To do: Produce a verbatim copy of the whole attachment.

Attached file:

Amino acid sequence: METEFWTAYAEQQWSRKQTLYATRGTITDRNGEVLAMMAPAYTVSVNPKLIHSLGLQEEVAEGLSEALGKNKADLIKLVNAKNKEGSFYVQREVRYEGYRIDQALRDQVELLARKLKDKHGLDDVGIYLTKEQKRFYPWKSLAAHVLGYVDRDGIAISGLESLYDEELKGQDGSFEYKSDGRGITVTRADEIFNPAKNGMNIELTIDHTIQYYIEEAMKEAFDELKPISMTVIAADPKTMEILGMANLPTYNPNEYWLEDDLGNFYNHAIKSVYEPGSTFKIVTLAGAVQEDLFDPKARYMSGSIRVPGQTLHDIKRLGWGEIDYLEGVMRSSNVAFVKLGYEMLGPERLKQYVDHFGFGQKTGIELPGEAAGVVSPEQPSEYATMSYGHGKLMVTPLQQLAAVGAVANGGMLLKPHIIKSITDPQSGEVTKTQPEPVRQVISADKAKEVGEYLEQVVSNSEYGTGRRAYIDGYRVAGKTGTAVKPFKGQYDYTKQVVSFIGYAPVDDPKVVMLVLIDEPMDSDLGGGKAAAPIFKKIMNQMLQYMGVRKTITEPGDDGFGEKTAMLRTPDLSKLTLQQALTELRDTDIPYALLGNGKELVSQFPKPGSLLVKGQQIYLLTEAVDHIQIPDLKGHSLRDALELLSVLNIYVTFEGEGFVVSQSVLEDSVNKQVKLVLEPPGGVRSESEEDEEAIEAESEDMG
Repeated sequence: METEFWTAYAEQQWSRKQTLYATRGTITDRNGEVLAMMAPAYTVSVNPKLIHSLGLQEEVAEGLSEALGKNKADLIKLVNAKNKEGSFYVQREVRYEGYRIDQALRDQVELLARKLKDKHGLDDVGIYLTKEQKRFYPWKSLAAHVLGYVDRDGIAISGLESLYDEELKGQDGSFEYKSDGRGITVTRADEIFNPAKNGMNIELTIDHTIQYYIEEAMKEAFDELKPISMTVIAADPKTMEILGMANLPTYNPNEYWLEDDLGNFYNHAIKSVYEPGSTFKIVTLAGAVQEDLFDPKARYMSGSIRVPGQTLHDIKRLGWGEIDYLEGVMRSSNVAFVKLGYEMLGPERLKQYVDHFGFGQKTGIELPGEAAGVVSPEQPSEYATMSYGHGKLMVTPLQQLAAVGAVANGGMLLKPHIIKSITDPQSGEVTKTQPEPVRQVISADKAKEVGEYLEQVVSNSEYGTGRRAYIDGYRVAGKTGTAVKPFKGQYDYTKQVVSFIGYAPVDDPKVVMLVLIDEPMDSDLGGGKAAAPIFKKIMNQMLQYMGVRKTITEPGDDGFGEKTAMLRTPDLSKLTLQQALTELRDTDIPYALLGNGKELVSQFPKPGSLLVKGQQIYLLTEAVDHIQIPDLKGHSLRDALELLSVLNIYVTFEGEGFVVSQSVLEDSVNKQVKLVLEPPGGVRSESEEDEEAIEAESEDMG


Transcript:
Amino acid sequence: METEFWTAYAEQQWSRKQTLYATRGTITDRNGEVLAMMAPAYTVSVNPKLIHSLGLQEEVAEGLSEALGKNKADLIKLVNAKNKEGSFYVQREVRYEGYRIDQALRDQVELLARKLKDKHGLDDVGIYLTKEQKRFYPWKSLAAHVLGYVDRDGIAISGLESLYDEELKGQDGSFEYKSDGRGITVTRADEIFNPAKNGMNIELTIDHTIQYYIEEAMKEAFDELKPISMTVIAADPKTMEILGMANLPTYNPNEYWLEDDLGNFYNHAIKSVYEPGSTFKIVTLAGAVQEDLFDPKARYMSGSIRVPGQTLHDIKRLGWGEIDYLEGVMRSSNVAFVKLGYEMLGPERLKQYVDHFGFGQKTGIELPGEAAGVVSPEQPSEYATMSYGHGKLMVTPLQQLAAVGAVANGGMLLKPHIIKSITDPQSGEVTKTQPEPVRQVISADKAKEVGEYLEQVVSNSEYGTGRRAYIDGYRVAGKTGTAVKPFKGQYDYTKQVVSFIGYAPVDDPKVVMLVLIDEPMDSDLGGGKAAAPIFKKIMNQMLQYMGVRKTITEPGDDGFGEKTAMLRTPDLSKLTLQQALTELRDTDIPYALLGNGKELVSQFPKPGSLLVKGQQIYLLTEAVDHIQIPDLKGHSLRDALELLSVLNIYVTFEGEGFVVSQSVLEDSVNKQVKLVLEPPGGVRSESEEDEEAIEAESEDMG
Repeated sequence: METEFWTAYAEQQWSRKQTLYATRGTITDRNGEVLAMMAPAYTVSVNPKLIHSLGLQEEVAEGLSEALGKNKADLIKLVNAKNKEGSFYVQREVRYEGYRIDQALRDQVELLARKLKDKHGLDDVGIYLTKEQKRFYPWKSLAAHVLGYVDRDGIAISGLESLYDEELKGQDGSFEYKSDGRGITVTRADEIFNPAKNGMNIELTIDHTIQYYIEEAMKEAFDELKPISMTVIAADPKTMEILGMANLPTYNPNEYWLEDDLGNFYNHAIKSVYEPGSTFKIVTLAGAVQEDLFDPKARYMSGSIRVPGQTLHDIKRLGWGEIDYLEGVMRSSNVAFVKLGYEMLGPERLKQYVDHFGFGQKTGIELPGEAAGVVSPEQPSEYATMSYGHGKLMVTPLQQLAAVGAVANGGMLLKPHIIKSITDPQSGEVTKTQPEPVRQVISADKAKEVGEYLEQVVSNSEYGTGRRAYIDGYRVAGKTGTAVKPFKGQYDYTKQVVSFIGYAPVDDPKVVMLVLIDEPMDSDLGGGKAAAPIFKKIMNQMLQYMGVRKTITEPGDDGFGEKTAMLRTPDLSKLTLQQALTELRDTDIPYALLGNGKELVSQFPKPGSLLVKGQQIYLLTEAVDHIQIPDLKGHSLRDALELLSVLNIYVTFEGEGFVVSQSVLEDSVNKQVKLVLEPPGGVRSESEEDEEAIEAESEDMG